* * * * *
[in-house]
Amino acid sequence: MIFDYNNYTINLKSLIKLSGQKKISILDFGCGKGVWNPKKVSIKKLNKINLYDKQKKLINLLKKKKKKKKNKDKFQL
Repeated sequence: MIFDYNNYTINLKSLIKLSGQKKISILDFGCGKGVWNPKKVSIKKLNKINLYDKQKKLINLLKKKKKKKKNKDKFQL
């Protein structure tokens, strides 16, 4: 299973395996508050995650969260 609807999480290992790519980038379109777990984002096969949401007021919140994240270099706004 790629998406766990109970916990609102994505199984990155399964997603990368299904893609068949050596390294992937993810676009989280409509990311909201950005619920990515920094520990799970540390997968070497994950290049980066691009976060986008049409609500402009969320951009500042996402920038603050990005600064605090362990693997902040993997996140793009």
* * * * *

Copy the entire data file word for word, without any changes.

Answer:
[in-house]
Amino acid sequence: MIFDYNNYTINLKSLIKLSGQKKISILDFGCGKGVWNPKKVSIKKLNKINLYDKQKKLINLLKKKKKKKKNKDKFQL
Repeated sequence: MIFDYNNYTINLKSLIKLSGQKKISILDFGCGKGVWNPKKVSIKKLNKINLYDKQKKLINLLKKKKKKKKNKDKFQL
């Protein structure tokens, strides 16, 4: 299973395996508050995650969260 609807999480290992790519980038379109777990984002096969949401007021919140994240270099706004 790629998406766990109970916990609102994505199984990155399964997603990368299904893609068949050596390294992937993810676009989280409509990311909201950005619920990515920094520990799970540390997968070497994950290049980066691009976060986008049409609500402009969320951009500042996402920038603050990005600064605090362990693997902040993997996140793009």